Roads are a bedrock of the modern world, but recent research suggest that the “roads as economic development” policy deserves careful scrutiny.
Shawn Regan
PERC research fellow Shawn Regan provides testimony for the U.S. Senate Committee on Energy and Natural Resources hearing on "Funding the National Park System for the Next Century."
Shawn Regan
In a state known for its golf, Floridians understand the concept of a mulligan. That’s why five years after passing a costly ethanol mandate, Florida lawmakers opted for a do-over.
Jonathan Adler
Major environmental policy reform is long overdue. PERC's Jonathan Adler outlines the foundation of a conservative alternative to the conventional environmental paradigm.
Confronted with social problems, we often call for policy solutions. Problems are not always problems, however. Sometimes they are natural facts, and resistant to human made laws.
Shawn Regan, Charlotte Huus-Henriksen
As PERC’s Rick Stroup often says, “Efficiency has no constituency,” and that’s certainly true of environmental policy. The federal government is replete with inefficiencies resulting from overlapping, redundant, and wasteful spending programs.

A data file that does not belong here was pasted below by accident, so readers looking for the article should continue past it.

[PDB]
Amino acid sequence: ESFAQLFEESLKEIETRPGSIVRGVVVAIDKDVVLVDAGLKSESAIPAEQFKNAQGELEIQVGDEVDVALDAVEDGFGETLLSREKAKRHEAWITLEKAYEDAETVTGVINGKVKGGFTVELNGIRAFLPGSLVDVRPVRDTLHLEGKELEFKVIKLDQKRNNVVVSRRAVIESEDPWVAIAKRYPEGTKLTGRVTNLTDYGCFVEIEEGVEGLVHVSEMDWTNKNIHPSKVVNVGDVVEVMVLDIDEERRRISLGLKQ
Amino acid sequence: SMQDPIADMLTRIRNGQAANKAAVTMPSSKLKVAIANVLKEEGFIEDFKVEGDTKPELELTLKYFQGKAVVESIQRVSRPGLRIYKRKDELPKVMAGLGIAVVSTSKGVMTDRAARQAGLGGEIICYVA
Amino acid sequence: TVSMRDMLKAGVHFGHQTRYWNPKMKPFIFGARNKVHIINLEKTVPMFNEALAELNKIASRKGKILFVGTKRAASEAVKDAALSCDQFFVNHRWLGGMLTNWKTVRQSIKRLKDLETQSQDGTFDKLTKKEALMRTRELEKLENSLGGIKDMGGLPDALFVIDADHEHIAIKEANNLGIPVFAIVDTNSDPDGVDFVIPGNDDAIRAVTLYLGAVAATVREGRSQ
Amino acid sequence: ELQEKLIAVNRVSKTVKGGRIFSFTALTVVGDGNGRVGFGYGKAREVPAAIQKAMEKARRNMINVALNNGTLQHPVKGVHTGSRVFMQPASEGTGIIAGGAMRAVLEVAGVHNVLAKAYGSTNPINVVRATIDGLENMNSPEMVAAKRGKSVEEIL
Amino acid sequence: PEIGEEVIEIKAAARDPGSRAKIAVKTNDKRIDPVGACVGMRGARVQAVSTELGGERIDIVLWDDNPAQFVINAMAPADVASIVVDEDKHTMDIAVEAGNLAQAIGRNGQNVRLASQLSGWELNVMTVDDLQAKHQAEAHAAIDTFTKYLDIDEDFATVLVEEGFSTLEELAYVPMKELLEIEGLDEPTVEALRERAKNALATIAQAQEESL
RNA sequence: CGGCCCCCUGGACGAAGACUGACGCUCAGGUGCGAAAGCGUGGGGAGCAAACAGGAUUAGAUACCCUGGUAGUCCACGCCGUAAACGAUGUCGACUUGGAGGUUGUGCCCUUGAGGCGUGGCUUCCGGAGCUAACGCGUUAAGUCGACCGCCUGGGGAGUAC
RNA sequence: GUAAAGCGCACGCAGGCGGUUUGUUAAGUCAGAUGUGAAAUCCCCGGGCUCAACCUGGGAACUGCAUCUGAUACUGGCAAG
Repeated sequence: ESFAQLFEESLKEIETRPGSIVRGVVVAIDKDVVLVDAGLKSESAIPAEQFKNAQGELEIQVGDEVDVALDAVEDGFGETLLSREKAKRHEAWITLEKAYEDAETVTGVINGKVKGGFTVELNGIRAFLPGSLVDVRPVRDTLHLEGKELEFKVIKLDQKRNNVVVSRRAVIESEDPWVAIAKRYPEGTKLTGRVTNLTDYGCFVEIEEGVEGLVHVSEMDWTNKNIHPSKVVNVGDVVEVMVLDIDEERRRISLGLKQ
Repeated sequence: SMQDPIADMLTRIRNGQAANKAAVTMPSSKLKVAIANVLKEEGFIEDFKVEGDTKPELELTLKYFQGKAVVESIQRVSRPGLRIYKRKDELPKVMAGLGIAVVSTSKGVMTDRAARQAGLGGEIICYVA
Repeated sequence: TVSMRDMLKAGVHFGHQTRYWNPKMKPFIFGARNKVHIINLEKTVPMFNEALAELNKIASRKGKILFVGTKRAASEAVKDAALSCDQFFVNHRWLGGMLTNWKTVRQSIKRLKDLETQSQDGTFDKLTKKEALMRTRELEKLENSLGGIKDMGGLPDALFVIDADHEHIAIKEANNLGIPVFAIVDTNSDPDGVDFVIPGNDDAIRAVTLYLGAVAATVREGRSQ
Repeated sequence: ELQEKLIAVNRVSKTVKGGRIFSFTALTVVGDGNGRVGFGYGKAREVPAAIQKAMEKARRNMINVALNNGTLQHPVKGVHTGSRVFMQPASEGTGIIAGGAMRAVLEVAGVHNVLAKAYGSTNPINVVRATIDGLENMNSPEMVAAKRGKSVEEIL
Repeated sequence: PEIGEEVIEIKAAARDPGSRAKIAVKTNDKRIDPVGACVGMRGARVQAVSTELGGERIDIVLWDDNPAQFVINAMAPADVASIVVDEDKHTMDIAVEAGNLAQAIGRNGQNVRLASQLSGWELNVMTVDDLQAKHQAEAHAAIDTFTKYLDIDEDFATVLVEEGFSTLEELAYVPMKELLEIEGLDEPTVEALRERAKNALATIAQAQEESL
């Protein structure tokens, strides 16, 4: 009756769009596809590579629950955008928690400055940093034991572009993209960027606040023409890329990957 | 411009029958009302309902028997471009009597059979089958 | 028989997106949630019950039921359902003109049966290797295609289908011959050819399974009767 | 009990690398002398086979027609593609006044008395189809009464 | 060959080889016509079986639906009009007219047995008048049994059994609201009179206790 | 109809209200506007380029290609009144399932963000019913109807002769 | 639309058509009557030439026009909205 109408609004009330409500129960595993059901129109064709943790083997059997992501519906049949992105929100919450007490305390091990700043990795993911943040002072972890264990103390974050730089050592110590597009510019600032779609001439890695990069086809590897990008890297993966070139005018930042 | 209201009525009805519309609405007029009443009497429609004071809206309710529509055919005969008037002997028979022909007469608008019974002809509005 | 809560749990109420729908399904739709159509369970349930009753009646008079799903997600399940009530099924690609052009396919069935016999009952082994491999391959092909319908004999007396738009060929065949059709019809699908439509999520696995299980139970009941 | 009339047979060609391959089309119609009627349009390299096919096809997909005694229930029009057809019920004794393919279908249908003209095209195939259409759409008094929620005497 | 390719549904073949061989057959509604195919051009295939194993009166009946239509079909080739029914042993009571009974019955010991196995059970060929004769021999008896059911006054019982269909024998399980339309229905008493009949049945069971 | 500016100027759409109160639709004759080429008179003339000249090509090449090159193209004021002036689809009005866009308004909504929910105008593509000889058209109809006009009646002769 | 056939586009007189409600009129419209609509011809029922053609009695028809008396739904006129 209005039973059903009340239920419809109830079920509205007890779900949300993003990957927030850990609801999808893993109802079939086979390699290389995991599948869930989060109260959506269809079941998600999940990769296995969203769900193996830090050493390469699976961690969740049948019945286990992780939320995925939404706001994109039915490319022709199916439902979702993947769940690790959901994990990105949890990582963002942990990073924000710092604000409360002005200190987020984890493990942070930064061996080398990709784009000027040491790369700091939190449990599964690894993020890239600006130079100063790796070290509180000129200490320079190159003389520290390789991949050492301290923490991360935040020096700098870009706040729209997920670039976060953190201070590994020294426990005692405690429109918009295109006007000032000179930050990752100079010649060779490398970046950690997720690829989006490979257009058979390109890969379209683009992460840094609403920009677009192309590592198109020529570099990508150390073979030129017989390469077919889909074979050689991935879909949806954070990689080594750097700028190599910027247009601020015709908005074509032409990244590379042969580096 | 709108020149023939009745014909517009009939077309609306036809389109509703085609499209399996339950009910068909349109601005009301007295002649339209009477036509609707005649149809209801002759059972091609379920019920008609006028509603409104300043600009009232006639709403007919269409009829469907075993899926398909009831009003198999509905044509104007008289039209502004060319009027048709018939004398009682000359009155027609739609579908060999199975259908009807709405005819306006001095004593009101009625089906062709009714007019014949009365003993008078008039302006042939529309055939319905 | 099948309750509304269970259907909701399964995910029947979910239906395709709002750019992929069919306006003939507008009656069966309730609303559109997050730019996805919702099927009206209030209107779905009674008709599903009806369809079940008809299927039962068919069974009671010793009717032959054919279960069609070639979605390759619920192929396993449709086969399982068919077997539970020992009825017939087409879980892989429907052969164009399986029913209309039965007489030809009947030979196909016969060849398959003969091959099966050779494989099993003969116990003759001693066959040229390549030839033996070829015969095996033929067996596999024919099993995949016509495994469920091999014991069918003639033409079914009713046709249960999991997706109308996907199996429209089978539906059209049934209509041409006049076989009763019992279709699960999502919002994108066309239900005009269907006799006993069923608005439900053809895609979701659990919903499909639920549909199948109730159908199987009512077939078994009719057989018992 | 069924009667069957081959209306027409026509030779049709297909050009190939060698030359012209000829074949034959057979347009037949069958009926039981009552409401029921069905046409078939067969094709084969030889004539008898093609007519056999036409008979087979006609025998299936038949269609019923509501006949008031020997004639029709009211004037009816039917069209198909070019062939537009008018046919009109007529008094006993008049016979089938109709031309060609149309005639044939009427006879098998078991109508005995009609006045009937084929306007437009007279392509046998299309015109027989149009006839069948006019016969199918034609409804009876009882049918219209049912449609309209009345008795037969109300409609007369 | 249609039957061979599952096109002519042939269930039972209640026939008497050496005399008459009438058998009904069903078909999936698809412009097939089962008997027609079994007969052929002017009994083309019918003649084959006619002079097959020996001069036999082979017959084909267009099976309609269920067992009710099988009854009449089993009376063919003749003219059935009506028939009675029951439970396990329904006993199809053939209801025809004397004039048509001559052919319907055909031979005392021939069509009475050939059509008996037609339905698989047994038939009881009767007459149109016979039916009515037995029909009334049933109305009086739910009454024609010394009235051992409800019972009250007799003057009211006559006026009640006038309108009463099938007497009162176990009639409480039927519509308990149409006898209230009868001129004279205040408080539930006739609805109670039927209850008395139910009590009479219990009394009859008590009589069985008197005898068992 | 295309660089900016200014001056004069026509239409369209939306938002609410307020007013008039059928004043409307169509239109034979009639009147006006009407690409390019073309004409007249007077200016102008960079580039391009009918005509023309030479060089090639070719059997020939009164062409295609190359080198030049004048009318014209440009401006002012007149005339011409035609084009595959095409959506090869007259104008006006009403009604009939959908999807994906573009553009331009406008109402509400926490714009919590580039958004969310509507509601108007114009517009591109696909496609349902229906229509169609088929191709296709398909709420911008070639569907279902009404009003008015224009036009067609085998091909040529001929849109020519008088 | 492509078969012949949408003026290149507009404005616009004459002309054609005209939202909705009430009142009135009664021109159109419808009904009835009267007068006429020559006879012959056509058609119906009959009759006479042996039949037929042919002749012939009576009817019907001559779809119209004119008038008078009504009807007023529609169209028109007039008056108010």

Steven F. Hayward
Would the EPA be better run by a bipartisan commission? Reform the agency by politicizing it, says PERC board member Steven Hayward.
Terry Anderson, D. Bruce Johnsen
Facing the "fiscal cliff," perhaps the president and Congress should start thinking in terms of the "foreclosure crisis." All lenders, whether a local home-loan bank or the Chinese government, expect to be repaid either from the borrower's income or, if that is insufficient, from the sale of assets. Where does that leave the U.S. government?
From the World Resources Institutes initiative for Keeping Options Alive to the United Nations Decade on Biodiversity, calls for conserving biodiversity are persistent. This goal appears reasonable, at least on its face.
Roger Meiners